irradiating the lung , how much inflammation is ecceptable ?

Portal Forums Radiation Oncology Chest Radiation irradiating the lung , how much inflammation is ecceptable ?

This topic contains 6 replies, has 2 voices, and was last updated by  kempten 11 months ago.

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December 22, 2016 at 8:48 pm  #1289605    

kempten

Hello

I am receiving 15 radiation treatments to my 3.5 cm lung lesion and a 1.5 cm lymph node.
My doctors where first reluctant but now actually recommended irradiating the lung lesion because it is the only progression amongst otherwise stable disease during Tagrisso therapy.
The first 3 treatments where a piece of cake , but today after the 4th I started to feel the fatigue coming on
and also had some very slight nausea and some slight chills. Enough that I wanted to go right to bed after I came home. My cough that has been present for several months also seems to be a bit worse.

My question to you is :

How can one distinguish between normal lung irradiation symptoms and the beginnings of pneumonitis.
Are there any lab tests or breathing tests that can tell oncologists if symptoms might be associated with pneumonitis.

I do not have a fever.
I was allowed to continue my Tagrisso therapy throughout radiation treatment . We discussed the tradeoff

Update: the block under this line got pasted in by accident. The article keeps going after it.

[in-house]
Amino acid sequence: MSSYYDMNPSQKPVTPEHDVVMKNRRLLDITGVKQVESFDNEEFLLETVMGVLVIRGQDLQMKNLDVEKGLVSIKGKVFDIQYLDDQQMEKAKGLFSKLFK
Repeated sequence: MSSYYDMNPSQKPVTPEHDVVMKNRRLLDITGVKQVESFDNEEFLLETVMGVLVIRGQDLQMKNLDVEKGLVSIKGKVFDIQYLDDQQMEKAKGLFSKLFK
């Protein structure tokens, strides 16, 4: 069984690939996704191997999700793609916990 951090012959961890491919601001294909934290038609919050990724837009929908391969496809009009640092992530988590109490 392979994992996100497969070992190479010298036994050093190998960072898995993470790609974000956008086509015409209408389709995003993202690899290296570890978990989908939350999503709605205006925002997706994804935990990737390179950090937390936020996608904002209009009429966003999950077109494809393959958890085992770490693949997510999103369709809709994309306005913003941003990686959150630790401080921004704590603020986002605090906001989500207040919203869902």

between stopping systemic therapy and risking worsening disease in the CNS and the risk of pneumonitis.

I would guess that some lung inflammation is bound to happen and that this is the cause of my symptoms.
Can I assume that lung inflammation exists on a continuum from normal to deadly ? How do the professionals know when to treat ?

Thanks
Kempten

December 22, 2016 at 10:50 pm  #1289607    
catdander forum moderator
catdander forum moderator

In the following quotes notice that the time frame for pneumonitis is usually in the range of weeks after treatment is completed, they aren’t taking into consideration the higher than usual propensity of tagrisso induced pneumonitis. This is a dangerous path so if pneumonitis does occur fast treatment will be key in stopping it. So please keep your healthcare team well informed of new or worsening symptoms.

“Pneumonitis is one of the risk factors associated with radiation treatment to the lung. Radiation pneumonitis is an inflammatory reaction that resembles a pneumonia that typically occurs in patients 6-24 weeks after they have completed radiation treatment. The symptoms of radiation pneumonitis are often similar to the symptoms one experiences when one has a pneumonia or the bad flu. Patients can complain of a cough, shortness of breath, or even chest fullness. Most patients who develop these symptoms after radiation report that the symptoms resolve by themselves in 7-10 days. A few of the patients have really severe symptoms and come in to be evaluated by a physician. If the diagnosis of radiation pneumonitis is made, then patients can be treated quite effectively with a short course of steroids.” http://cancergrace.org/radiation/2008/08/11/pneumonitis/